FAO/Oliver Bunic Enact policies that helpmanage the balancebetween agriculturalspecialization anddiversification, includingthose policies that: Formulate complementarypolicies to mitigate therisks of trade policiesto unhealthy foodenvironments.For detailed discussion of thistopic, refer to the full on-linepublication on “Influencingfood environments forhealthy diets” (available strengthen local marketsfor nutritious foods-- create greater coherencebetween domesticagricultural policy, tradepolicies and policies topromote healthy foodenvironmentsBox 1: Production of diversified foods - key messages-- support initiatives thatenable diversificationalongside specializationsuch as innovative gardenapproaches, mixedfarming systems, geneticresource management,and multi-chainapproaches. Balancing specialization and diversification in agriculturalproduction is key to ensure that food environments provide adiversity of nutritious foods and are sustainable. Current availability at a global level indicates that productionsystems are failing to meet the nutritional needs of people evenbefore issues of access, affordability and acceptability areconsidered. There is a need to produce and increase access anddemand for more vegetables, fruits, legumes and nuts. To do so governments, public and private actors should:1) strengthen local markets for nutritious foods, 2) creategreater coherence between domestic agricultural policy, tradepolicies and policies that promote healthy food environments,3) support initiatives that enable diversification such as innovativegarden approaches, mixed farming systems, genetic resourcemanagement, and value chains that benefit multiple commoditiessimultaneously.13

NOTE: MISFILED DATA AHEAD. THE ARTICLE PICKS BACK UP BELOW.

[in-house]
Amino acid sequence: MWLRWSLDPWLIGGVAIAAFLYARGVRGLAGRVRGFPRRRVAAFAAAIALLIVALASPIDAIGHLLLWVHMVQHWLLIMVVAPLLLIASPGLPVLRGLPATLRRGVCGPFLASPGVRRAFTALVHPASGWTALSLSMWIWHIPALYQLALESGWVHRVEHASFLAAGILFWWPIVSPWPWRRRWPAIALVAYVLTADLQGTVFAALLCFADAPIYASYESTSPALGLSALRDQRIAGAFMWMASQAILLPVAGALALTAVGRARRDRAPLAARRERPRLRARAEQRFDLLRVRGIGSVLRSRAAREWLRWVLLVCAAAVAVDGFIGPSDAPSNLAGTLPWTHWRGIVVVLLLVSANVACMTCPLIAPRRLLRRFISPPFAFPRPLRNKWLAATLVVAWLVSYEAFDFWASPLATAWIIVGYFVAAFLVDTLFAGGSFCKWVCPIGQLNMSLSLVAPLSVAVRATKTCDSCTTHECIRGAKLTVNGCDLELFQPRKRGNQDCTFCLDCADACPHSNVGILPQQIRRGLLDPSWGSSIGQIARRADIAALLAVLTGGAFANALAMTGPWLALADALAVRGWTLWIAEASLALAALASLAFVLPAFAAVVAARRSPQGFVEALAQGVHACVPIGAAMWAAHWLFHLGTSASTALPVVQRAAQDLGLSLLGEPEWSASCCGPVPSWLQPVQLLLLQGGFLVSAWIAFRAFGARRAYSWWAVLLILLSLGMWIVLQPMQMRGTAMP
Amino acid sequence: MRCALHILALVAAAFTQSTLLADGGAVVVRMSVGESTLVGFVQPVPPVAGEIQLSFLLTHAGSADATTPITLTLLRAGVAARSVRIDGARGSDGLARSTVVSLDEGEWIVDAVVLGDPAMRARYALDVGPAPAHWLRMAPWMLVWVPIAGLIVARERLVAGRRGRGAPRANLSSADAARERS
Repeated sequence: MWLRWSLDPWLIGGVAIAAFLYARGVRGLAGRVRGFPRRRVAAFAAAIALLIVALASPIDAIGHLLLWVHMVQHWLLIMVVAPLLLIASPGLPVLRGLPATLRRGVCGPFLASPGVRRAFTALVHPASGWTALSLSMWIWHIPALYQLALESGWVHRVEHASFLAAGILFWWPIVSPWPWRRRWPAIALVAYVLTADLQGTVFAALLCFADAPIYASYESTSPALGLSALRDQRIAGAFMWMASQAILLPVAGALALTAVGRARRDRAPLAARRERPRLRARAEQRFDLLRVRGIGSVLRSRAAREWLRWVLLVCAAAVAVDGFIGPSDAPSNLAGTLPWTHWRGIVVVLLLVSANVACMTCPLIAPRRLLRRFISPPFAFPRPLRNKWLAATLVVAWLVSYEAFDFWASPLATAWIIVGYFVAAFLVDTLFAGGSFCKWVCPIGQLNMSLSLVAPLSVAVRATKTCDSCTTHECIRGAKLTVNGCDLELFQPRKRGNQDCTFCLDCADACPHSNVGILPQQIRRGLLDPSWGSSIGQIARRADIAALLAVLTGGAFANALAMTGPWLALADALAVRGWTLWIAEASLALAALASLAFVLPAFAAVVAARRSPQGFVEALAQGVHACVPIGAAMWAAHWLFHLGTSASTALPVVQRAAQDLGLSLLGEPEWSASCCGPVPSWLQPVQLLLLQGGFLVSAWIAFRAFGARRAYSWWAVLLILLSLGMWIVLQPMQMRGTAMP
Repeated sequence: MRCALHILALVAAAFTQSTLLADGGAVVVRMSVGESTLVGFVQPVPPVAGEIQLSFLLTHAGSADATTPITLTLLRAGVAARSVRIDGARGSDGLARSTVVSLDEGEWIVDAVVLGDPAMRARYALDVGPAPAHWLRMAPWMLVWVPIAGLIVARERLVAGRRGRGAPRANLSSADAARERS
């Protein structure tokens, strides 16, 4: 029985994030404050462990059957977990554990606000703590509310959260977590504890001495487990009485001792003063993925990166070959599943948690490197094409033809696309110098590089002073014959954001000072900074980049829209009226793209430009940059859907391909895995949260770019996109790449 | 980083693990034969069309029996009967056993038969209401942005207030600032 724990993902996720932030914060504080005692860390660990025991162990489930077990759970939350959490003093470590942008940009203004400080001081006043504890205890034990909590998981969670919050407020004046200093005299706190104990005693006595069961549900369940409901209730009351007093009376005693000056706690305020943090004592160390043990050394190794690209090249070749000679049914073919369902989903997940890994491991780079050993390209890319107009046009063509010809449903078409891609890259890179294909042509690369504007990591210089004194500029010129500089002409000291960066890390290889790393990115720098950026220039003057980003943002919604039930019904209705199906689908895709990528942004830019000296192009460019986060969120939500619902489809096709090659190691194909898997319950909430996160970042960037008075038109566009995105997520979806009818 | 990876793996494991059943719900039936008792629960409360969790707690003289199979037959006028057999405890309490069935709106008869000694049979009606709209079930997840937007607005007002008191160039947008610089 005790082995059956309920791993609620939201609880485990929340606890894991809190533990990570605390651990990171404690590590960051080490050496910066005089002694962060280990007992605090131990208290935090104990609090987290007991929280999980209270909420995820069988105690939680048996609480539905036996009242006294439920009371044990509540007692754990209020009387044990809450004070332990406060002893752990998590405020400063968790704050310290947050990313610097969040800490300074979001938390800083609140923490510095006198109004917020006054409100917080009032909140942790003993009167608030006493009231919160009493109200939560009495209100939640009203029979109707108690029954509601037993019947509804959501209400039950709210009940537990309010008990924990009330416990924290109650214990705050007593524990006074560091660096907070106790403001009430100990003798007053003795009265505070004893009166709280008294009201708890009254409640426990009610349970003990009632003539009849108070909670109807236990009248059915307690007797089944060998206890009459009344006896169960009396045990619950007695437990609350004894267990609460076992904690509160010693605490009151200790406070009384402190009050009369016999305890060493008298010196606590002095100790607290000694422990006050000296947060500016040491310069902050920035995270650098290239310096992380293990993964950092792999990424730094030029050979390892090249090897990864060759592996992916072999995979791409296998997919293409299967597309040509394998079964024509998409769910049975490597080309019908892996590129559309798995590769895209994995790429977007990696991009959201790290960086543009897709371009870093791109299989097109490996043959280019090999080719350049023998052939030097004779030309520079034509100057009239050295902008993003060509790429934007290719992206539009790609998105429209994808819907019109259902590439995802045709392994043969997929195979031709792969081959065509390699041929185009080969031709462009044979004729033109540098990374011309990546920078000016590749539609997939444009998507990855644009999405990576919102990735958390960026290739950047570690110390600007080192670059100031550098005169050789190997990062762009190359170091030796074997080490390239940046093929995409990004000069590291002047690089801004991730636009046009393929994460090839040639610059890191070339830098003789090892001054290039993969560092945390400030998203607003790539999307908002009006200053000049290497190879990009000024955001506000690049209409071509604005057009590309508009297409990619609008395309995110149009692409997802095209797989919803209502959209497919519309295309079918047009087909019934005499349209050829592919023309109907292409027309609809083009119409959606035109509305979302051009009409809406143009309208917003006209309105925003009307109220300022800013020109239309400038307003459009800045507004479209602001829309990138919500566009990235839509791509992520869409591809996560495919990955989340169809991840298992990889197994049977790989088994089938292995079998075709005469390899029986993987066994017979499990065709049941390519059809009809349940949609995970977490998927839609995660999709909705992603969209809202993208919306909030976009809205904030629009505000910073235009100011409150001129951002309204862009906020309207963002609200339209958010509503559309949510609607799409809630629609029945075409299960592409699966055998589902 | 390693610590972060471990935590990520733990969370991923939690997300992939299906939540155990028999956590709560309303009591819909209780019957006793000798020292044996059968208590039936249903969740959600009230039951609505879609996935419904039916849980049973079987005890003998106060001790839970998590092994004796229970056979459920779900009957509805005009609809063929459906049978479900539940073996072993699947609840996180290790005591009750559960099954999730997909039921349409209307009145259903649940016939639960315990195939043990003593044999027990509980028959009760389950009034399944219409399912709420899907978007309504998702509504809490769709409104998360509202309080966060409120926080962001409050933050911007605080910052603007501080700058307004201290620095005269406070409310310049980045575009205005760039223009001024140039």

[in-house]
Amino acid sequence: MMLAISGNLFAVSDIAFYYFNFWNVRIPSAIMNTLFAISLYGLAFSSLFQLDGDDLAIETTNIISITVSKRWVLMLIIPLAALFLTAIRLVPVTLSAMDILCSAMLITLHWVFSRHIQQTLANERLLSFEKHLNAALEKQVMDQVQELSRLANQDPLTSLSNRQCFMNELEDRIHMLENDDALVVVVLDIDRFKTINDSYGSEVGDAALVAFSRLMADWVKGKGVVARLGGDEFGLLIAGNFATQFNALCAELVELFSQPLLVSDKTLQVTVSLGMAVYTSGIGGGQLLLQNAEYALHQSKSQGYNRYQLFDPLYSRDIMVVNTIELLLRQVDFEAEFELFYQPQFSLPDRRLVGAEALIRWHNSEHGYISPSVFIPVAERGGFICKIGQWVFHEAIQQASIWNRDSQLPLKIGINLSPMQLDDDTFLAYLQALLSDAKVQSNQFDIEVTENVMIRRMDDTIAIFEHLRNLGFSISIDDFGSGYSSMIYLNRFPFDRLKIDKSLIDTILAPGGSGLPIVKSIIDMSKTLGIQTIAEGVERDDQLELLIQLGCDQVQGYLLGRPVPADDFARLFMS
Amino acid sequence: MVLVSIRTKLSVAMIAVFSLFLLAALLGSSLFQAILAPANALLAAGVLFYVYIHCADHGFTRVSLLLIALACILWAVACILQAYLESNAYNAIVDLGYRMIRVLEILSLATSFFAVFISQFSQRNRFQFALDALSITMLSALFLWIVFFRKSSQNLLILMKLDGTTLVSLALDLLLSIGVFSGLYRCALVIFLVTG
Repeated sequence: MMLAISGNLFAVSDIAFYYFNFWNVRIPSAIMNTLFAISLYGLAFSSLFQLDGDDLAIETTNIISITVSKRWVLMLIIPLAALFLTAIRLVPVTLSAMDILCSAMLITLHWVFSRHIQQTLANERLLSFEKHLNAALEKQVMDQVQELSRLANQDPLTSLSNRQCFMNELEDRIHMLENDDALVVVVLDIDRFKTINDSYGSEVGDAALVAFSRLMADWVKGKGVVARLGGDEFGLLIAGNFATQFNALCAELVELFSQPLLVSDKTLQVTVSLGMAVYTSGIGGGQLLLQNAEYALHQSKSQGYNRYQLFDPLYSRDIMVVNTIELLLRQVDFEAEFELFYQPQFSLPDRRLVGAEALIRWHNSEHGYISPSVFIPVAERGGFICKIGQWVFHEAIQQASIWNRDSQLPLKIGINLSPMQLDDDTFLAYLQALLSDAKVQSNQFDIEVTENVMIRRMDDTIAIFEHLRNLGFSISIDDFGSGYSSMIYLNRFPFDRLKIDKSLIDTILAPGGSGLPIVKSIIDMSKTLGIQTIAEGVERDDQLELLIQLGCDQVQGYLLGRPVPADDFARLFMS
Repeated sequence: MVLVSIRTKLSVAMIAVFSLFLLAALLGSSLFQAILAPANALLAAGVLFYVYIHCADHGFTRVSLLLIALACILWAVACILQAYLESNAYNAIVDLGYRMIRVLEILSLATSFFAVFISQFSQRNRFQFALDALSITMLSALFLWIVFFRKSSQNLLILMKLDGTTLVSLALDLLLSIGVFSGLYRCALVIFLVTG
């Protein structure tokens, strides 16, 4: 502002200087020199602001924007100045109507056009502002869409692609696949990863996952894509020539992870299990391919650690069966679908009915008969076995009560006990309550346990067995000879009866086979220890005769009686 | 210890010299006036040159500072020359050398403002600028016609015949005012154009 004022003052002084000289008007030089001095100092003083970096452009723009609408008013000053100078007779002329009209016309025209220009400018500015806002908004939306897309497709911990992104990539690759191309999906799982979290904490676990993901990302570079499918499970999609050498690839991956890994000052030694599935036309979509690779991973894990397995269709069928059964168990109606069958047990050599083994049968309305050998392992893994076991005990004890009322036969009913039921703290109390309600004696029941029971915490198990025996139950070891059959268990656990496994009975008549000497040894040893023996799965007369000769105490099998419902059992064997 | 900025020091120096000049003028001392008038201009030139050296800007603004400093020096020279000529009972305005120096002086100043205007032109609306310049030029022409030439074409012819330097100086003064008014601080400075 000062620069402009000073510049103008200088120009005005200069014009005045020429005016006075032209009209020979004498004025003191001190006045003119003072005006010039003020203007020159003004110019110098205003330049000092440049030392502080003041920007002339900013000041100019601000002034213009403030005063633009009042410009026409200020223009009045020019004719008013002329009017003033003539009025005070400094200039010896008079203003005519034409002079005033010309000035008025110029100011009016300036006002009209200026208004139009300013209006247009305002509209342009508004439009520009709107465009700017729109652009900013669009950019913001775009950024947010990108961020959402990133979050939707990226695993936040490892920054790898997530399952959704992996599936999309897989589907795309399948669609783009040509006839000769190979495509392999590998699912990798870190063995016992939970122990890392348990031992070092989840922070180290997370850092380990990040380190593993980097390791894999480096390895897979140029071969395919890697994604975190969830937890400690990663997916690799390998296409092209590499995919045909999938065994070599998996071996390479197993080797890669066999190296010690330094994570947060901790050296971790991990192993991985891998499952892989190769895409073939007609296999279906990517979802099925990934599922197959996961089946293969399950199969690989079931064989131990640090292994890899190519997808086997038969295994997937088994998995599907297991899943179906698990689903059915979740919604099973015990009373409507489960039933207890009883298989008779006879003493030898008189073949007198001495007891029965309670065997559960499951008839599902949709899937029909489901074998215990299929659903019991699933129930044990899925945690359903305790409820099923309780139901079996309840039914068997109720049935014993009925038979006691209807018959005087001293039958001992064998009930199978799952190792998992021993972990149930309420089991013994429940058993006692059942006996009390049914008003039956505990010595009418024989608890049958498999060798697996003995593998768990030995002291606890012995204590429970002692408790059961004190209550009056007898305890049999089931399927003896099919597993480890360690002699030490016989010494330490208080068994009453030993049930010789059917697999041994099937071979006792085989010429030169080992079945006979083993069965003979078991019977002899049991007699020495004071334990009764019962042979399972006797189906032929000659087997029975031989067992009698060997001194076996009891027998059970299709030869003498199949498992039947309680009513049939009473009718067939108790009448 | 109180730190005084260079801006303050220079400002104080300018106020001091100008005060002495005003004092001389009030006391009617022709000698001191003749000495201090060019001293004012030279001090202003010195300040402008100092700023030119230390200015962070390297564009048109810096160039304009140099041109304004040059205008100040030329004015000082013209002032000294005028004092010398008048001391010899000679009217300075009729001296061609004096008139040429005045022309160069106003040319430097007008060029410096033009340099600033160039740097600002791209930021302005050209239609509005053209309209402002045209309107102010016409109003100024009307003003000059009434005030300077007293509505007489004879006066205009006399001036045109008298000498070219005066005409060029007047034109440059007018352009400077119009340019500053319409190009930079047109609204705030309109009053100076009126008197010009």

INFLUENCING FOOD ENVIRONMENTS FORHEALTHY DIETS THROUGH FOOD SAFETYINTRODUCTIONThe food environmentinfluences people’sconsumption choices andnutritional status. Foodsafety issues can affecthealth directly by makingpeople sick (primary diseasepathway resulting fromhazard ingestion). Theycan affect health indirectlywhen food scares leadpeople to change their foodconsumption behaviour (foodfear pathway). This can leadto additional indirect effectssuch as a drop in incomes ofworkers in agri-food chains,or a reluctance to offer foodthat is perceived as risky. Athird pathway is the effectsof disease control attemptson food and nutrition security(disease control pathway),either by condemning unsafefood or by controlling animalhosts, which can lead tocurbing the availability of aparticular type of food.Food-borne diseases (FBD)can be defined as anyillnesses caused by ingestingcontaminated food ordrink. The most commonclinical presentation isgastrointestinal symptoms,but FBD can also lead tochronic and life-threateningconditions includingneurological, gynaecologicalor immunological disordersas well as multi-organ failure,cancer and death. Illness mayalso cause the malabsorptionof nutrients or other effectsthat impair nutritional statusof the individual. Worldwide,millions to billions of casesof FBD occur each year ofvarying severity.The first global andcomprehensive estimate ofFBD was published in 2015.The report found that FBDhad been currently greatlyunderestimated and thatmost FBD are due to microbialpathogens and food-borneparasites (rather thanchemical hazards); and thatthe highest burden of FBDfalls on developing countries,with the highest incidences inAfrica. However, there is greateruncertainty about the healthburden of chemical hazards.GROUPS MOSTVULNERABLE TOFBDCertain groups are morevulnerable to FBD. Thesegroups can be summarisedby the acronym YOMPI, thatis, the Young, the Old, theMalnourished, the Pregnantand the Immunosuppressed.In developing countries, thereare important interactionsbetween malnourishmentand FBD. One multi-country14study found 25% of stuntingwas attributable to repeatedepisodes of diarrhoea. Eachadditional episode in the first24 months of life, increases therisk of stunting by roughly 5%.FBD has important implicationson women’s resilience andvulnerability. For example,pregnant and lactatingwomen are especiallyvulnerable to a range ofFBD, especially listeriosisand toxoplasmosis. Culturealso affects the relativeconsumption of risky food.In some countries, womenconsume more low-valueoffal and men, more highvalue muscle meat. Offalconsumption has beenfound to be a risk factor fordiarrhoea. In Africa, menhave more access to meatbecause they eat in barsthat serve meat and alcohol.Consumption in these placesis associated with increasedrisk. A similar pattern is seenwith fish-borne diseases inChina, Vietnam and Korea.TRENDS IN FBDMost FBD are caused bypathogens. Recently, therehas been an overall sharp fallin infectious diseases, whilenon-communicable diseases,and especially diseasesassociated with overweightand obesity, have seen an